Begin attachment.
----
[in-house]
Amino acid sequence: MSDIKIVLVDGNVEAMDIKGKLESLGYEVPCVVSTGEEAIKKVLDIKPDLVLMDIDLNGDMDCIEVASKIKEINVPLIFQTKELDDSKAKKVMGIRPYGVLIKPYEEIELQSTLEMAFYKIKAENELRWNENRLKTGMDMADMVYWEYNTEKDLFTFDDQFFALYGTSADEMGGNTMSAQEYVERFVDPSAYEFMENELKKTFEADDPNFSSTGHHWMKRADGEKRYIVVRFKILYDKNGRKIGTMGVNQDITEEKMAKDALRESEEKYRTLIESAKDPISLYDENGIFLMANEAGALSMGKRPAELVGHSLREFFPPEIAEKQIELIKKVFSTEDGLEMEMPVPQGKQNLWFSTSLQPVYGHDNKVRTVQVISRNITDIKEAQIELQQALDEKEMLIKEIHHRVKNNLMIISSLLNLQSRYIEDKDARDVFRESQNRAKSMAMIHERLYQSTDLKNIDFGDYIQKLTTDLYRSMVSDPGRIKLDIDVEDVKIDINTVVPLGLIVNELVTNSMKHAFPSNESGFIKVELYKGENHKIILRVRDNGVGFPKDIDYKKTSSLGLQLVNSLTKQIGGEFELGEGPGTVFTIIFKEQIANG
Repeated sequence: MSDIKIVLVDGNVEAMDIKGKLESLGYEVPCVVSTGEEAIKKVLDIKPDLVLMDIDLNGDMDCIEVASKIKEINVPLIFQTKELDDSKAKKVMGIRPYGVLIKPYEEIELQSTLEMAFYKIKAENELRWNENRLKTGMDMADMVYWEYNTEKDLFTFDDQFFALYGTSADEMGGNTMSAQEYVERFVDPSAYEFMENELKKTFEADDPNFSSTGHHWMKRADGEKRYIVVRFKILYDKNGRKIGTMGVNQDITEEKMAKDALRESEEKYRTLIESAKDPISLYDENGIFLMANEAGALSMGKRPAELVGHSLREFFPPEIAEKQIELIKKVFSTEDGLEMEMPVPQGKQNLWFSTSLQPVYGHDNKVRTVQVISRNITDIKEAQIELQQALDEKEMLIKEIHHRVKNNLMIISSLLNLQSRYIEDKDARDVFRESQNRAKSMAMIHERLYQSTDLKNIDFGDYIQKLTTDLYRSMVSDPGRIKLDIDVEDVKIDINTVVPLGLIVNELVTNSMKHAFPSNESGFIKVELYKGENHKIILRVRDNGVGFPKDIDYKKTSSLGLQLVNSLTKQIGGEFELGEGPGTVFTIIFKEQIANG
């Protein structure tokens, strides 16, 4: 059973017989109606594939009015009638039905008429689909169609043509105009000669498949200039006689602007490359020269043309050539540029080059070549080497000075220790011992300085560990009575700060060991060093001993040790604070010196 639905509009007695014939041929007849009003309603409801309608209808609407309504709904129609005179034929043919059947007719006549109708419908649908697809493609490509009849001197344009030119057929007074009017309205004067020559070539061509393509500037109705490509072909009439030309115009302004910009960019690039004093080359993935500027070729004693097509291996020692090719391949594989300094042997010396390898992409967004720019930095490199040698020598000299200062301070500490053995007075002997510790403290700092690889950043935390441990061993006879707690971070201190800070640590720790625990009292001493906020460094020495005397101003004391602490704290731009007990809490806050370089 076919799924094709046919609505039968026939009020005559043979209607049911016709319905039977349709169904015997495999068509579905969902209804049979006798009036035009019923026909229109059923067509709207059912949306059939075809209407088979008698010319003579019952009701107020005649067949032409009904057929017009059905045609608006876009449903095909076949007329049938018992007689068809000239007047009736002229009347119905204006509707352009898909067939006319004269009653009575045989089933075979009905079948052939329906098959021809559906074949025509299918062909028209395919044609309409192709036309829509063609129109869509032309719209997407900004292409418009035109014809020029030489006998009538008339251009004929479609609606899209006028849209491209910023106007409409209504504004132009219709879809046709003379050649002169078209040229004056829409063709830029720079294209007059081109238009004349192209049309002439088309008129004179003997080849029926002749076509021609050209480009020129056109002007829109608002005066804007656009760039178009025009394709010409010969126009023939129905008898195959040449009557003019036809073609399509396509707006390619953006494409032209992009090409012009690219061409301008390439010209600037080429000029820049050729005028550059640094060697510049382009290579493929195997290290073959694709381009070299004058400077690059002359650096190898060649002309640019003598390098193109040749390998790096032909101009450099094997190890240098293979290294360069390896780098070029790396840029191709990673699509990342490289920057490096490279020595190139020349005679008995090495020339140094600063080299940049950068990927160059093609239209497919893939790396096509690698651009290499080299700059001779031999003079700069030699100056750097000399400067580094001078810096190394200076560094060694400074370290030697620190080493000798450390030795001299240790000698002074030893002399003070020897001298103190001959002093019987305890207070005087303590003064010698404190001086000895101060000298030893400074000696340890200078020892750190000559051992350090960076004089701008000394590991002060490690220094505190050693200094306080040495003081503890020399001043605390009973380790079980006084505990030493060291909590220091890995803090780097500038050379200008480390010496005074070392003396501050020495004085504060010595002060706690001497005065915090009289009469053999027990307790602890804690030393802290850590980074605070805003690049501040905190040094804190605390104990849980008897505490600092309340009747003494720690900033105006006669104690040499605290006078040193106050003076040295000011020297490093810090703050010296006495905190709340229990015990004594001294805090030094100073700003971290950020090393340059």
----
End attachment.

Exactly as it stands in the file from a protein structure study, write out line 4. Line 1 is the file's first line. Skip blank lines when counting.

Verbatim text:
């Protein structure tokens, strides 16, 4: 059973017989109606594939009015009638039905008429689909169609043509105009000669498949200039006689602007490359020269043309050539540029080059070549080497000075220790011992300085560990009575700060060991060093001993040790604070010196 639905509009007695014939041929007849009003309603409801309608209808609407309504709904129609005179034929043919059947007719006549109708419908649908697809493609490509009849001197344009030119057929007074009017309205004067020559070539061509393509500037109705490509072909009439030309115009302004910009960019690039004093080359993935500027070729004693097509291996020692090719391949594989300094042997010396390898992409967004720019930095490199040698020598000299200062301070500490053995007075002997510790403290700092690889950043935390441990061993006879707690971070201190800070640590720790625990009292001493906020460094020495005397101003004391602490704290731009007990809490806050370089 076919799924094709046919609505039968026939009020005559043979209607049911016709319905039977349709169904015997495999068509579905969902209804049979006798009036035009019923026909229109059923067509709207059912949306059939075809209407088979008698010319003579019952009701107020005649067949032409009904057929017009059905045609608006876009449903095909076949007329049938018992007689068809000239007047009736002229009347119905204006509707352009898909067939006319004269009653009575045989089933075979009905079948052939329906098959021809559906074949025509299918062909028209395919044609309409192709036309829509063609129109869509032309719209997407900004292409418009035109014809020029030489006998009538008339251009004929479609609606899209006028849209491209910023106007409409209504504004132009219709879809046709003379050649002169078209040229004056829409063709830029720079294209007059081109238009004349192209049309002439088309008129004179003997080849029926002749076509021609050209480009020129056109002007829109608002005066804007656009760039178009025009394709010409010969126009023939129905008898195959040449009557003019036809073609399509396509707006390619953006494409032209992009090409012009690219061409301008390439010209600037080429000029820049050729005028550059640094060697510049382009290579493929195997290290073959694709381009070299004058400077690059002359650096190898060649002309640019003598390098193109040749390998790096032909101009450099094997190890240098293979290294360069390896780098070029790396840029191709990673699509990342490289920057490096490279020595190139020349005679008995090495020339140094600063080299940049950068990927160059093609239209497919893939790396096509690698651009290499080299700059001779031999003079700069030699100056750097000399400067580094001078810096190394200076560094060694400074370290030697620190080493000798450390030795001299240790000698002074030893002399003070020897001298103190001959002093019987305890207070005087303590003064010698404190001086000895101060000298030893400074000696340890200078020892750190000559051992350090960076004089701008000394590991002060490690220094505190050693200094306080040495003081503890020399001043605390009973380790079980006084505990030493060291909590220091890995803090780097500038050379200008480390010496005074070392003396501050020495004085504060010595002060706690001497005065915090009289009469053999027990307790602890804690030393802290850590980074605070805003690049501040905190040094804190605390104990849980008897505490600092309340009747003494720690900033105006006669104690040499605290006078040193106050003076040295000011020297490093810090703050010296006495905190709340229990015990004594001294805090030094100073700003971290950020090393340059």